I'll point to a couple of things though, within the quarter. Energy was 30 basis points better than a year ago. So we certainly got a little bit of a help there. We talked a little bit about discretionary spending. If you think about travel, that was down about 100 basis points. We are itching to get out to visit customers in our locations, and we'll start to do that slowly, but some of that will get leverage with better revenue momentum as well.

And then the third thing I'll say is last year, you might recall we had a pretty high medical expense in the first quarter. We kind of settled back into our normal range, and that was a benefit of about 90 basis points. All in all, though, Andy, it points to our ability to really control the costs and manage the business pretty well in a highly disruptive period of time. And it also shows that as we move out of this, we have -- we will continue to invest in revenue producing positions and the growth routes, etc.

Andrew Wittmann -- RW Baird -- Analyst

Great. Thank you very much.

Paul F. Adler -- Vice President, Treasurer & Investor Relations

April, do we have any other questions?

Operator

Andrew Steinerman.

Andrew Steinerman -- JP Morgan -- Analyst

Hi, it's Andrew. I just wanted to get a little more clarification about monthly trends? I definitely understand we are in uncertain times, and there are still many jobs to return to the workplace yet. I just wasn't sure, if when you were talking about year-over-year organic revenue declines in rental, if you saw our September, meaning what we've already experienced, continue to narrow from August, so our clients narrowing in September year-over-year versus August, or have we already seen kind of September decline sort of hover with August. So it's really is the uncertainty in like October and November, or you've seen some hovering in September?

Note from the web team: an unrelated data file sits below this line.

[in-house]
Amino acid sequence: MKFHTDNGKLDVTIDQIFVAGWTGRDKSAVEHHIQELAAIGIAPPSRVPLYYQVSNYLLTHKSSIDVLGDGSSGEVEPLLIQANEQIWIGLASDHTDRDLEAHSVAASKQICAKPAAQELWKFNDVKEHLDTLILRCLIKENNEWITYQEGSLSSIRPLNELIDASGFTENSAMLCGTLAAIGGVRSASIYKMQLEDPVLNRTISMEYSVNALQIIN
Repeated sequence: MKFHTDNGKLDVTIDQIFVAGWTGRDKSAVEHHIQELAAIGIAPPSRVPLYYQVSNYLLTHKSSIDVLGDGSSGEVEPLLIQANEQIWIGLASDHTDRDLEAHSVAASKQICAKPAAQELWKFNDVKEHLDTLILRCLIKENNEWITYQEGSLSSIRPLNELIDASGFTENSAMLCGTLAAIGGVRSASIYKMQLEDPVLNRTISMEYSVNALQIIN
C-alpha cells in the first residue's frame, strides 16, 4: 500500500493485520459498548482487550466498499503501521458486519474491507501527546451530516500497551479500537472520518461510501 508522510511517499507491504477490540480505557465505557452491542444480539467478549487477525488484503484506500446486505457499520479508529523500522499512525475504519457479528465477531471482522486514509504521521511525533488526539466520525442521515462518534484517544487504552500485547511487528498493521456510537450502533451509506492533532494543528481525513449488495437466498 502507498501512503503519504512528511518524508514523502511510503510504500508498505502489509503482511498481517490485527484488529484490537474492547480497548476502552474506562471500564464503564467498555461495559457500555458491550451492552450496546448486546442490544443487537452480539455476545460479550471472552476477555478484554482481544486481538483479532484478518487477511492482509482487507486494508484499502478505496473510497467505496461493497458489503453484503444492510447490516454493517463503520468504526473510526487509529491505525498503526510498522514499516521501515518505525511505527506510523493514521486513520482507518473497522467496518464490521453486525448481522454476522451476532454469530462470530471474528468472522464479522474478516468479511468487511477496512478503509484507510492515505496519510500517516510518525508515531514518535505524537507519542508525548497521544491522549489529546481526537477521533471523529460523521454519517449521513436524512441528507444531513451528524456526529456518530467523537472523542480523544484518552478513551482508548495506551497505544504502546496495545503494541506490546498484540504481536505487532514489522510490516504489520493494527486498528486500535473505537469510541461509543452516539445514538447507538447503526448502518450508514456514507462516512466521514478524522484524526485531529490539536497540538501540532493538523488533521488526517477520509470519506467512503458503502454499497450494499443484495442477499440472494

Scott D. Farmer -- Chairman and Chief Executive Officer

Andrew, we saw some really nice momentum. And certainly Todd talked about the highly disruptive period at the beginning of the quarter. And so the job recovery, the economic recovery was pretty extreme in the early part of the summer, and the business reopenings moderated as certainly as the summer went on. But our revenue performance improvement continued through the quarter, and we still believe that, our -- we're still looking to see sequential improvement. And so September, while moderated from let's say June and early July is still moving in the right direction and trending in the way that we would want it.

Andrew Steinerman -- JP Morgan -- Analyst

Okay. Thank you.

Operator

Next we'll hear from Gary Bisbee of Bank of America.

Gary Bisbee -- Bank of America -- Analyst

Hey guys. Good morning. I guess I love to go back to the margins a bit more. So you obviously you've done a great job cutting costs and deferring some investment. And I heard your earlier answer the earlier question about sort of what helped it this quarter. But can you give us any sense of how to think about the cadence of costs coming back? Do you envision the ability to manage that pretty tightly with sequential improvement in revenue or are there some costs at some point that could come back more quickly?

And I guess as part of that, have you identified anything within your cost reduction efforts to-date that you think could turn into a more permanent or sustainable cost reductions for the business?

Scott D. Farmer -- Chairman and Chief Executive Officer

Gary, this is Scott. First of all, as we look out into the second quarter and beyond, we are confident in our ability to control our costs and we are still really managing labor at the very top of the organization. So that people who are adding or want to add positions have to make sure that they're going through the proper channels to get approval to do that. Things that we need to do to invest in the business are going to come back online. That may be trucks that have been and therefore service reps that had been idled because of this disruption, because of the growth that we've seen in through the first quarter.